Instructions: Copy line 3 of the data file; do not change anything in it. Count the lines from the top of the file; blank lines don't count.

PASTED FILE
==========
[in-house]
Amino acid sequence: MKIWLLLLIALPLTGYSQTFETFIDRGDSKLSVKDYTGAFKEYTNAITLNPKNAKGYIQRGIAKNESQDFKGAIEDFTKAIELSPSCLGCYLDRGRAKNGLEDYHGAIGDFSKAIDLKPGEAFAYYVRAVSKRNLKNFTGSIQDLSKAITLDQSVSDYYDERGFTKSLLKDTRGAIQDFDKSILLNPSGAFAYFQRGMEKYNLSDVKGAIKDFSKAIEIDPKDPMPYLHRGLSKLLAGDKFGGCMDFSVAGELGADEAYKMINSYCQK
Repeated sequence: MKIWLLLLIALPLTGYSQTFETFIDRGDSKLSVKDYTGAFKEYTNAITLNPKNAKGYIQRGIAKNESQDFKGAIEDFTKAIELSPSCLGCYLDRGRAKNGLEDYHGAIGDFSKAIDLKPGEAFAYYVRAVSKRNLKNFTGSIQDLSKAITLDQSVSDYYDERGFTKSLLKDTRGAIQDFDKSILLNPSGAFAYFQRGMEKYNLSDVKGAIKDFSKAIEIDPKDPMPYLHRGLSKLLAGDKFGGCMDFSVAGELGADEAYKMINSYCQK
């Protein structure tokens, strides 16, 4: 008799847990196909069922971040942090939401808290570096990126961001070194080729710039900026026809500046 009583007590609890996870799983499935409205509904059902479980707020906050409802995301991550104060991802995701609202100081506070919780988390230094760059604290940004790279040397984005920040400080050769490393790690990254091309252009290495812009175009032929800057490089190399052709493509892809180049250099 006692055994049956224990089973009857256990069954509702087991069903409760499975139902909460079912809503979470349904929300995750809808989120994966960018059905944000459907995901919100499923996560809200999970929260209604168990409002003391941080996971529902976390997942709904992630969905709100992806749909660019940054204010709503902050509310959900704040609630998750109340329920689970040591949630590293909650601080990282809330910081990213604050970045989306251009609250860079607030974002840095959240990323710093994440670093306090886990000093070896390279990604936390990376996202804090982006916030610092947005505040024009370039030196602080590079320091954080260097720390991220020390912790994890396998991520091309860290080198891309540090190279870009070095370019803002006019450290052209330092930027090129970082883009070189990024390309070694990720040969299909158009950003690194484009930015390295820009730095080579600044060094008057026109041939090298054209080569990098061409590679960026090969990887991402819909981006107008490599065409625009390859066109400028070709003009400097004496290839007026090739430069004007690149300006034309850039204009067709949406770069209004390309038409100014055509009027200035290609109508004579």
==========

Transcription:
Repeated sequence: MKIWLLLLIALPLTGYSQTFETFIDRGDSKLSVKDYTGAFKEYTNAITLNPKNAKGYIQRGIAKNESQDFKGAIEDFTKAIELSPSCLGCYLDRGRAKNGLEDYHGAIGDFSKAIDLKPGEAFAYYVRAVSKRNLKNFTGSIQDLSKAITLDQSVSDYYDERGFTKSLLKDTRGAIQDFDKSILLNPSGAFAYFQRGMEKYNLSDVKGAIKDFSKAIEIDPKDPMPYLHRGLSKLLAGDKFGGCMDFSVAGELGADEAYKMINSYCQK